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Controversies in Childbirth: from Epistemology to Practices

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Innovative approach to protecting women’s rights during childbirth

Doctors and midwives frequently fail to treat women as rational citizens during childbirth, inflicting trauma and violence on them, finds new research led by Oxford University.

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Women frequently have their rights breached during childbirth and even suffer violence at the hands of European health professionals because, during childbirth, they are not considered to be rational, new research finds. With the support of the Marie Skłodowska-Curie Actions programme, the VOICEs project used the tools of philosophy to probe why doctors and midwives are failing their patients despite their best intentions. “Simply telling health professionals to do more listening, to have women involved, to ensure that all women are heard, will not work,” says Stella Villarmea, the philosopher professor who led the research at the University of Oxford. “We need to know why this happens before we can fix it effectively.” Villarmea concluded philosophers, lawyers and health workers are influenced by age-old stereotypes about childbirth, allowing violence in the labour ward to be considered normal. "Unnecessary episiotomies or caesareans, vaginal examinations conducted without a woman’s consent – all are examples of routine violence in countries considered to have some of the best health systems in the world," she explains. She argued in the Spanish newspaper El País article, ‘When does a woman lose her right to decide when to give birth?’, that a woman’s rights were also breached when a hospital secured a court order to forcibly induce a pregnant woman during her 42nd week of pregnancy despite no immediate risk to the baby.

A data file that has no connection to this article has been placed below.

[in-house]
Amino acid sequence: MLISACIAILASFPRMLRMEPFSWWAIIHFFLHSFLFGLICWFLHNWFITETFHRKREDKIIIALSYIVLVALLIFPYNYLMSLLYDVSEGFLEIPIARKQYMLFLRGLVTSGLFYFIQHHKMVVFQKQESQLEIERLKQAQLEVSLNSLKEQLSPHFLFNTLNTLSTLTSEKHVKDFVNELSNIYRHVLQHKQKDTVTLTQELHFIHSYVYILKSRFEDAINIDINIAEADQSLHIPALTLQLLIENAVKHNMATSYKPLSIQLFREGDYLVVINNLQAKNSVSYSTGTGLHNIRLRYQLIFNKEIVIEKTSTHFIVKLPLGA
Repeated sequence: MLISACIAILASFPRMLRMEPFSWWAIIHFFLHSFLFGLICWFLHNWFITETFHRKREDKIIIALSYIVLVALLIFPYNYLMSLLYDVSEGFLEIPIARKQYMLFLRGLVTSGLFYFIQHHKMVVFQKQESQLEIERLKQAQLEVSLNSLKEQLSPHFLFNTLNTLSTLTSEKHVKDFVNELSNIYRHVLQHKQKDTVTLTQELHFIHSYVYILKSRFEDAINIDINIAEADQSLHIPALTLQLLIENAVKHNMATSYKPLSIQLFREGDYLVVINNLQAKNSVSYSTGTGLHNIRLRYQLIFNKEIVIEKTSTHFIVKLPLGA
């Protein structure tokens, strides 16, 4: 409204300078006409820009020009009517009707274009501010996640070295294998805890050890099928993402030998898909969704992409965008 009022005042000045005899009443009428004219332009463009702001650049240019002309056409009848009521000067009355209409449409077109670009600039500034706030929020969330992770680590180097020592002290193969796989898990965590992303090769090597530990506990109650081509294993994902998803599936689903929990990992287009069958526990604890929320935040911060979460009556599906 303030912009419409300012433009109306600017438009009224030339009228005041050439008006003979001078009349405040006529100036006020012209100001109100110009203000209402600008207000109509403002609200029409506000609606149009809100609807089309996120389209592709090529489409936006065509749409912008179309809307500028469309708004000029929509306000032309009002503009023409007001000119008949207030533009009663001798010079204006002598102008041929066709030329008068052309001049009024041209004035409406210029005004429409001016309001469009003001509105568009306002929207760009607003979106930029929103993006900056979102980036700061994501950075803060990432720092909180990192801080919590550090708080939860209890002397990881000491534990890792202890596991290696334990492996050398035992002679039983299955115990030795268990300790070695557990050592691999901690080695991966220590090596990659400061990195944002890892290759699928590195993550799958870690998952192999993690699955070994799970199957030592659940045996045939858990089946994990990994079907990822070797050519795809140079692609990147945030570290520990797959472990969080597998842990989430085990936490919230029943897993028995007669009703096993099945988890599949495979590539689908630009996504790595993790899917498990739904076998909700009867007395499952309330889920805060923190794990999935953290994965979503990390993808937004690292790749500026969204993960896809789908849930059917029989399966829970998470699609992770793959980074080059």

Commonplace violence

The United Nations considers obstetric violence a problem worldwide, as outlined in ‘A human rights-based approach to mistreatment and violence against women in reproductive health services with a focus on childbirth and obstetric violence’. The Council of Europe in Resolution 2306 (2019) concluded: “Obstetrical and gynaecological violence is a form of violence that has long been hidden and is still too often ignored.” “Pregnant women should not be so obviously deprived of their full capacity just because they enter the maternity ward,” states Villarmea, explaining in detail why that happens in her book 'Women’s birthing bodies and the law: unauthorised intimate examinations, power and vulnerability'. Western philosophy has traditionally focused little on birth, compared to death and mortality, and underestimated the capacity of a woman in labour to be rational, she argues. Women in popular culture are depicted as crying out during labour due to a loss of control whereas, in fact, antenatal classes teach them guttural sounds can open up the birth canal. “Nature documentaries show chimpanzees piling up boxes to reach bananas as proof of a cognitive learning process but the decisions a woman takes to get into a good birthing position are considered to be just following her animal instincts,” notes Villarmea. During her research, Villarmea collaborated with health professionals and academics at the Values-based Practice in Health and Social Care at St Catherine’s College, in Oxford, the School of Community Health and Midwifery – UCLan, based at the University of Central Lancashire and the University of Southampton, making the tools of philosophy accessible to practitioners in several papers including ‘Barriers to establishing shared decision-making in childbirth: Unveiling epistemic stereotypes about women in labour’, in the ‘Journal of Evaluation in Clinical Practice’. “Philosophy, which Plato called the ‘medicine of the soul’, can use its scalpel to open up the theories and practices which still oppress and denigrate women’s bodies,” she says.


VOICEs, philosophy, childbirth, women’s rights, violence, unnecessary episiotomies

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